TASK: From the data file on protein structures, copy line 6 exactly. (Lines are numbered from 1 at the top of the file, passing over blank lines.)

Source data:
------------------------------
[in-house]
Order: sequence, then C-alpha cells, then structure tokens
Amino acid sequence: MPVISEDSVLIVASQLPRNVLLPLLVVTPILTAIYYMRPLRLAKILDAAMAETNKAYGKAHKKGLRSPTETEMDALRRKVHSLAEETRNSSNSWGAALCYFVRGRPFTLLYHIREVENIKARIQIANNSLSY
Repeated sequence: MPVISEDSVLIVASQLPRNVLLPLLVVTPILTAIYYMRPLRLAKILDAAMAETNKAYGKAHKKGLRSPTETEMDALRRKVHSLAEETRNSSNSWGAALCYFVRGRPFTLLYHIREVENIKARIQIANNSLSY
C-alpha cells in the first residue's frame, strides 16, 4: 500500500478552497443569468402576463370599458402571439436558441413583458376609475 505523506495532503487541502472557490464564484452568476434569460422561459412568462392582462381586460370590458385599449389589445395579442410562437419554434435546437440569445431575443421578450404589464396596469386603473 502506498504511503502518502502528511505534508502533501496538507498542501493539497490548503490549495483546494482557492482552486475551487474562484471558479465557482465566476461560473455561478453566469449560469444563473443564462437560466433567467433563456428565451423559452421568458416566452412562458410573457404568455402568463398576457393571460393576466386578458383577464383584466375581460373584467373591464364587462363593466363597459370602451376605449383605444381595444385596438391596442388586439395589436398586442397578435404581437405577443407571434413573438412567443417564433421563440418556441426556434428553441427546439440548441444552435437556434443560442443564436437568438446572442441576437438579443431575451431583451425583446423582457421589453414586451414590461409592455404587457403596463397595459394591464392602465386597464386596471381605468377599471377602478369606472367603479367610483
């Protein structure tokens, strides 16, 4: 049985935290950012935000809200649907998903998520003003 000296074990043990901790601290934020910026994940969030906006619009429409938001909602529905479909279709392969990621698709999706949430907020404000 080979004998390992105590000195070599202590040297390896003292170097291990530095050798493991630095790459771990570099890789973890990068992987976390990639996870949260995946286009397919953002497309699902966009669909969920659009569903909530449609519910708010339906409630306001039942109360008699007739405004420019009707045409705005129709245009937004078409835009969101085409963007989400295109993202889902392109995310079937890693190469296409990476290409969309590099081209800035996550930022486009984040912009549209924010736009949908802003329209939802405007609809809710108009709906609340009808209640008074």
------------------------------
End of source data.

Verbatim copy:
């Protein structure tokens, strides 16, 4: 049985935290950012935000809200649907998903998520003003 000296074990043990901790601290934020910026994940969030906006619009429409938001909602529905479909279709392969990621698709999706949430907020404000 080979004998390992105590000195070599202590040297390896003292170097291990530095050798493991630095790459771990570099890789973890990068992987976390990639996870949260995946286009397919953002497309699902966009669909969920659009569903909530449609519910708010339906409630306001039942109360008699007739405004420019009707045409705005129709245009937004078409835009969101085409963007989400295109993202889902392109995310079937890693190469296409990476290409969309590099081209800035996550930022486009984040912009549209924010736009949908802003329209939802405007609809809710108009709906609340009808209640008074």